days – an excellent feat when considering that the unit
consisted mainly of soldiers of the last war. Early one
morning this unit was paraded and informed that it was
to leave that morning for several days. The work would
be hard. The distance to be covered by foot would al-
most set records for marching. Local Home Guardsmen
had been informed of the unit’s schedule and therefore
the men must be on the alert every step of the way. The
commandos agreed. Nothing would disgrace them so
much as to be captured by irregulars. Actually, how-
ever, no Home Guardsmen attacked this unit at all. …

"When it rains in the hill country it is an experience
that city dwellers seldom have. Rough roads are turned
into quagmires. The bush, so cool and luring in the
summer, is turned into a nightmare of wet, dank foli-
age. …

"The commandos were gathered around the fire, “To-
night, men,” the officer commanding the unit rubbed
his chin, “we are to undertake a tough job. As to-
morrow is the last day out in the country we have been
ordered to attack our base camp …

"At last it was decided. An unscheduled goods train
would be the very thing. The men got ready at the ap-
A Transport Bus Services
vehicle, photographed at
Avondale, from NZ Herald
1 December 1934.
Curly
Tony Goodwin

Don Gwilliam wrote an incisive description of Lester
Ball in the March/April Journal. To my knowledge,
Don and I have never met yet our paths have crossed on
various occasions. I never met his sister Doris, but Ken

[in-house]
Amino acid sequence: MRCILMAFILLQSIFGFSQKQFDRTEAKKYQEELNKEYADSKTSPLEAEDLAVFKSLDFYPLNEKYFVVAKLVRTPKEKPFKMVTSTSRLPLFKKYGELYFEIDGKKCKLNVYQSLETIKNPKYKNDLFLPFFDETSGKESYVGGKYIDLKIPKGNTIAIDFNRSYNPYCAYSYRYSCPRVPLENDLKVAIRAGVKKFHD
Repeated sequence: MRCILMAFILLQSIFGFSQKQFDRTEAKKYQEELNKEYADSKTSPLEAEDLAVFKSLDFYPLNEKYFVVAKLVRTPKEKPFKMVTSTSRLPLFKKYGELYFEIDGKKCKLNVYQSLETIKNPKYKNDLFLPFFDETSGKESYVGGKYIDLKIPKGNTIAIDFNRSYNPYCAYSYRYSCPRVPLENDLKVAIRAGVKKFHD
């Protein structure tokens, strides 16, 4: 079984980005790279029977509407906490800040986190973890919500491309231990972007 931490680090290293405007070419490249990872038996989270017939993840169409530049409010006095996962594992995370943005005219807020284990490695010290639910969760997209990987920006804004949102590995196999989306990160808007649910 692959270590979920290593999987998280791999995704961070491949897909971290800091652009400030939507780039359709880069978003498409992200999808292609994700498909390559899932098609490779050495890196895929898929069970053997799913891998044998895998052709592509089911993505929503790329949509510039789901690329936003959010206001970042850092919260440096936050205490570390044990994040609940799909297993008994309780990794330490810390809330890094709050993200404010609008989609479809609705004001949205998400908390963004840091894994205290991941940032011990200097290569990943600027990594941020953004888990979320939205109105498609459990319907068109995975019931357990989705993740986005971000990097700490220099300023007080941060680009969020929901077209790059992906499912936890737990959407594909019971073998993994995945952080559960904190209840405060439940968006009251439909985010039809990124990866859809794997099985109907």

and James “Jimmy” were both in Boys Brigade with
me. In fact it goes back another generation with our
fathers being in the Pt. Chevalier Sailing Club together
when they used to have those rip roaring dances in the
1930s, or before. The Gwilliam homestead at 42
Rosebank Road was eventually bought by the RSA
[along with a number of other properties] and demol-
ished.

I left Avondale College at the end of 1952 and Curly
Ball [yes bald men were called “curly” thus my father
was “curly” Goodwin to all his friends] was my teacher
in 5 tech. To expand on Don's description of this re-
markable man: He had no neck. His head appeared to
sit on top of his shoulders, he had a twitch and an
enlarged tongue, possibly as a result of his wrestling
years. He was proud of the fact that he had established
the metalwork shops at Avondale College. There were
two, separated by the foundry. The left hand shop was
form 3 to 4. Ed Dowling ran this and he was the an-
tithesis of Curly being a quietly spoken gentlemanly
sort of fellow. The senior shop ,with a greater range of
machinery was to the right. “Here are a range of files,
the largest of which is a double cut bastard – stop your
sniggering.”

Curly was an entrepre-
neur, or a con man, or
both. It always im-
pressed me that with all
the MAs, B Coms,
Mus. Bach., Curly was
listed as “Marine
Certs.” In later years I
found teachers who
couldn't stand the sight
of him. Yes he built an
unusual house for its
time at Pleasant Road.
He would take a group
of us up from school to
help him paint it, “in
order to gain practical
experience.” The spin-
dle housing for the
lathe Don mentions,
was cast out of alumi-
num and on a memora-
ble occasion as we
were pouring molten
The Avondale Historical Journal

Volume 13 Issue 77
Page 3
metal into the mold there was an almighty bang and